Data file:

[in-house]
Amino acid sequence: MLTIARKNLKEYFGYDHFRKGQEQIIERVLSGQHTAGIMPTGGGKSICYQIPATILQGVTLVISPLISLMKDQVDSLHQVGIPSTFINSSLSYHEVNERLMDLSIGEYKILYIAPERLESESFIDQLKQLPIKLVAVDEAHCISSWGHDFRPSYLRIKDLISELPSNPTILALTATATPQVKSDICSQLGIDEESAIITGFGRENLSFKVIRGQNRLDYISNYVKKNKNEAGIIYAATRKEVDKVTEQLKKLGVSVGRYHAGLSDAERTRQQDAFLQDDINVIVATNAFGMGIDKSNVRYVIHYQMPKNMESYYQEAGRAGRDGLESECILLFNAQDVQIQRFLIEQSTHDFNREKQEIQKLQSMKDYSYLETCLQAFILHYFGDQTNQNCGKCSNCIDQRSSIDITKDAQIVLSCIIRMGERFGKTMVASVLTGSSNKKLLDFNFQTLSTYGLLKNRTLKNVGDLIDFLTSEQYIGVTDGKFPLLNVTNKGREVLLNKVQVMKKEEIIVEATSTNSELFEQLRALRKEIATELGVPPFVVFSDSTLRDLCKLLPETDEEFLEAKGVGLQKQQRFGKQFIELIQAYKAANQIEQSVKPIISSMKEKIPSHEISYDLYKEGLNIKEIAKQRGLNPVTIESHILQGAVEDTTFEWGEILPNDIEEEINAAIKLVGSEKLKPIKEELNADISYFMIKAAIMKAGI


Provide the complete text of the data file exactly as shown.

[in-house]
Amino acid sequence: MLTIARKNLKEYFGYDHFRKGQEQIIERVLSGQHTAGIMPTGGGKSICYQIPATILQGVTLVISPLISLMKDQVDSLHQVGIPSTFINSSLSYHEVNERLMDLSIGEYKILYIAPERLESESFIDQLKQLPIKLVAVDEAHCISSWGHDFRPSYLRIKDLISELPSNPTILALTATATPQVKSDICSQLGIDEESAIITGFGRENLSFKVIRGQNRLDYISNYVKKNKNEAGIIYAATRKEVDKVTEQLKKLGVSVGRYHAGLSDAERTRQQDAFLQDDINVIVATNAFGMGIDKSNVRYVIHYQMPKNMESYYQEAGRAGRDGLESECILLFNAQDVQIQRFLIEQSTHDFNREKQEIQKLQSMKDYSYLETCLQAFILHYFGDQTNQNCGKCSNCIDQRSSIDITKDAQIVLSCIIRMGERFGKTMVASVLTGSSNKKLLDFNFQTLSTYGLLKNRTLKNVGDLIDFLTSEQYIGVTDGKFPLLNVTNKGREVLLNKVQVMKKEEIIVEATSTNSELFEQLRALRKEIATELGVPPFVVFSDSTLRDLCKLLPETDEEFLEAKGVGLQKQQRFGKQFIELIQAYKAANQIEQSVKPIISSMKEKIPSHEISYDLYKEGLNIKEIAKQRGLNPVTIESHILQGAVEDTTFEWGEILPNDIEEEINAAIKLVGSEKLKPIKEELNADISYFMIKAAIMKAGI